The Elite Status My Kids Can Earn: Chick-fil-A Launches Elite Status Tiers

Aug 14, 2018

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Humans like to feel special and get rewarded for our behavior. Airlines and hotels figured this out long ago with the advent and ensuing success of their loyalty programs, but the dining industry is also growing up quickly when it comes to rewarding their most frequent diners. The burrito, ice cream and Subway punch cards of yesterday have become full-on fast food loyalty programs — complete with elite status levels. You’ve probably heard of Starbucks Stars and their Starbucks Gold status, but as of this month, Chick-fil-A has introduced elite status levels within their Chick-fil-A One programFinally, an elite status that my kids could earn toward way faster than me!

Chick-fil-A may be a little bit of a reach in terms of scope of TPG, but elite status is elite status, and those of us who live in suburbia with families probably end up at Chick-fil-A more frequently than the airport, so let’s dive in anyway. Chick-fil-A now has not just two but three elite status tiers — Member, Silver Member and Red Member. Red doesn’t sound higher than Silver to me, but this is Chick-fil-A after all, so I guess it makes sense.

Photo courtesy of Chick-fil-A
Photo courtesy of Chick-fil-A

So how does one earn this new top-tier Chick-fil-A Red Member status? By “eating mor chikin,” of course. Silver Member status requires earning 1,000 points in a year, and Red Member status requires a whopping 5,000 points in a year. This is a revenue-based program, so points are earned based on dollars spent. At the Member Level you earn 10 points per dollar, so that would mean you have to spend $100 per year at Chick-fil-A to earn Silver status. Two class party nugget tray orders would have us covered there.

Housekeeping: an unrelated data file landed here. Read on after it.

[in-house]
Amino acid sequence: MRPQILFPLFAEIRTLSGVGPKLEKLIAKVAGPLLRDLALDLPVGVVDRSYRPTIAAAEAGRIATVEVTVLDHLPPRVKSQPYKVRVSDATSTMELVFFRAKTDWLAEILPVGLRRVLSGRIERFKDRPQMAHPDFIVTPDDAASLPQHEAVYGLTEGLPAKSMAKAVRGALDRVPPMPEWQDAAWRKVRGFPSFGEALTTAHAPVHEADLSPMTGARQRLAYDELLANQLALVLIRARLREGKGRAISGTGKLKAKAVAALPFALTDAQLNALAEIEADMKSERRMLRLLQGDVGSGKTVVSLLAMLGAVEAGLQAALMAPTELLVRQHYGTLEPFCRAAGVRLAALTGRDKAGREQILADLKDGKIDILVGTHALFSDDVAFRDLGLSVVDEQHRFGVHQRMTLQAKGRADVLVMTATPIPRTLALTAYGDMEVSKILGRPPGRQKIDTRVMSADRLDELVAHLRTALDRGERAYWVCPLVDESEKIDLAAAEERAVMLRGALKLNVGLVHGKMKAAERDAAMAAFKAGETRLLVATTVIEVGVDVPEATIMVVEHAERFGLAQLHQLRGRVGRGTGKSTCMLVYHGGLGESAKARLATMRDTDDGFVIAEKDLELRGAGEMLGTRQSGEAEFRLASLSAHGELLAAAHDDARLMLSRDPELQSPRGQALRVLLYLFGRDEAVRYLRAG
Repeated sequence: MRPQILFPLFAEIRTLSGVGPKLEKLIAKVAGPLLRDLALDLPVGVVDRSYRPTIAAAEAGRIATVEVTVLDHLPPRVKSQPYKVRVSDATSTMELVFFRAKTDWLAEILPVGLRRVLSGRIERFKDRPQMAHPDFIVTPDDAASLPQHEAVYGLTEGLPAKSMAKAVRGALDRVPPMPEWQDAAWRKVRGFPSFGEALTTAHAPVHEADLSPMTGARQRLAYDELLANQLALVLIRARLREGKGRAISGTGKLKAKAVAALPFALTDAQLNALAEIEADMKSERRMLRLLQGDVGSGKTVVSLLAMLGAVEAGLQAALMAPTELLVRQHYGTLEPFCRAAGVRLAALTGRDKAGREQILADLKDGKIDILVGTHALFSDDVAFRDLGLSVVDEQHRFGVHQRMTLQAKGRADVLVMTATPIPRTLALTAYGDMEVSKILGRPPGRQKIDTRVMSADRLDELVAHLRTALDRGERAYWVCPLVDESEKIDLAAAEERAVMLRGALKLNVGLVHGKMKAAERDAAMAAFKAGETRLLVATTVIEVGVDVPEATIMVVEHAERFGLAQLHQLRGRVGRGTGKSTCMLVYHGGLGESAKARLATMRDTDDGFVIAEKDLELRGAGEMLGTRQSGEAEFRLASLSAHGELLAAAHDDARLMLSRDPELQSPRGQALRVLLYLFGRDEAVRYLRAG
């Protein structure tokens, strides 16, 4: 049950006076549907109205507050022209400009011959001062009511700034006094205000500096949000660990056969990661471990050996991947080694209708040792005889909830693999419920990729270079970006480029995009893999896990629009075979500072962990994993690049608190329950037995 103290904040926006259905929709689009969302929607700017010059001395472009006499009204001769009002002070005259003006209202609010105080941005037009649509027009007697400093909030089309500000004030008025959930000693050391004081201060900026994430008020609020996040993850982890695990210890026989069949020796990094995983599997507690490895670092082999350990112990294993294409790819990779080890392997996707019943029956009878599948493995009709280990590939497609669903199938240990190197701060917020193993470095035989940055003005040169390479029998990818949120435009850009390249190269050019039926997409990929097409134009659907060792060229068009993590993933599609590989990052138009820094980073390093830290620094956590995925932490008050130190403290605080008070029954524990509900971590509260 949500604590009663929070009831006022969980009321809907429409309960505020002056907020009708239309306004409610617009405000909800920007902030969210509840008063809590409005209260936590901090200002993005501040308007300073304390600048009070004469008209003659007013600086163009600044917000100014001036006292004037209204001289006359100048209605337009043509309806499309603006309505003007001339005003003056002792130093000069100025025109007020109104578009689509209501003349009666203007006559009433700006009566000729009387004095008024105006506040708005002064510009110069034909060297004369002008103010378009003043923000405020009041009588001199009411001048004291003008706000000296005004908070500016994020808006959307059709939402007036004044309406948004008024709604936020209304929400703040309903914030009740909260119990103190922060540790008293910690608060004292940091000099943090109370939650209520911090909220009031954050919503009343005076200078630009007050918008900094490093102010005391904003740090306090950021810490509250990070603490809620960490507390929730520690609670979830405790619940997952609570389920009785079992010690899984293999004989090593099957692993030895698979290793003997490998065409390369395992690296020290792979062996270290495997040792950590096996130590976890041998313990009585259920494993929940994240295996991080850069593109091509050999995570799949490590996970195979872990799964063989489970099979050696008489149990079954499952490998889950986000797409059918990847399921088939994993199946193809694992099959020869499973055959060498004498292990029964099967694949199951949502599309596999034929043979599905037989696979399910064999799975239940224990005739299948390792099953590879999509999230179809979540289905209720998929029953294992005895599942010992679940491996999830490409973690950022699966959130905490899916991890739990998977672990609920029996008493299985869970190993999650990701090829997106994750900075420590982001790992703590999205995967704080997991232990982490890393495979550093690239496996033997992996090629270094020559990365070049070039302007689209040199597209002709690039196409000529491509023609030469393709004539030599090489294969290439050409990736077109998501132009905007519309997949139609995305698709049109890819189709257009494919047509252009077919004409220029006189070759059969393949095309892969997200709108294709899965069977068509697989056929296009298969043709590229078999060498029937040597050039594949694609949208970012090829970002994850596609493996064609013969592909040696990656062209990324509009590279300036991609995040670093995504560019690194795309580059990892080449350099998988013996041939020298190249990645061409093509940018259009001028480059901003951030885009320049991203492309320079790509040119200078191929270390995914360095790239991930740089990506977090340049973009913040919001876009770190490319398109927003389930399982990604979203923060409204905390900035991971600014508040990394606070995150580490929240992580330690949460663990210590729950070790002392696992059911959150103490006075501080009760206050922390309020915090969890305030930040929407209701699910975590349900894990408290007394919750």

You earn 11 points per dollar at the Silver level and 12 at the Red level, so starting from scratch, you could earn Red level status with $100 in spending at the base Member level and then an additional $364 in spending at the Silver level would get you the necessary 5,000 points to join the exclusive circle of Red Member Chick-fil-A connoisseurs.

All Chick-fil-A One member levels can earn food rewards and birthday rewards (this really sounds an awful lot like Starbucks), but only “elites” can gift free food to friends or have a meal donated on their behalf upon reaching Silver status. Top-tier Red Member status gets you the added perk of being the first to learn of new menu items and receive exclusive insider content. Come on, Chick fil-A, there should at least be some extra-legroom reserved seats at Chick fil-A locations for top-tier elites.

Previously, Chick-fil-A had an invitation-only A-List elite status, but that has been discontinued, and all A-List members have been converted to Red Members. 

If you want to earn points with Chick-fil-A, be sure and register for the program, download the app and scan your Chick-fil-A One QR code when you order, just as you do at Starbucks. Catering orders now count toward earning points (and status), which is great for fellow class parents who order multiple nugget and fruit trays per school year.

Photo courtesy of Chick-fil-A

On the redemption side, a Chick-fil-A chicken sandwich will now cost you 500 points, which is earned by $50 in spending at the Member level. At my local Chick-fil-A, this sandwich sells for $3.78, including tax. That is a return of $0.00756 per point. If you are thinking about eating healthier, a salad will cost you 1,500 points. At my local store, a salad sells for $8.22, providing a worse return of $0.00548 per point. A breakfast Chick-fil-A chicken biscuit sells for $2.68 and costs 350 points, providing a return of $0.0076 per point. As you can quickly see, while the earnings side of things with Chick-fil-A One is constant and revenue based, the redemption side is more varied with some items providing a better return for your points than others.

What’s next? A Chick-fil-A co-branded credit card? A Chick-fil-A store named after you when you earn a million chicken points? Only time will tell, but until then, this is one elite status where my kids (and their classmates) will certainly do the heavy lifting toward earning.

Featured image courtesy of Chick-fil-A

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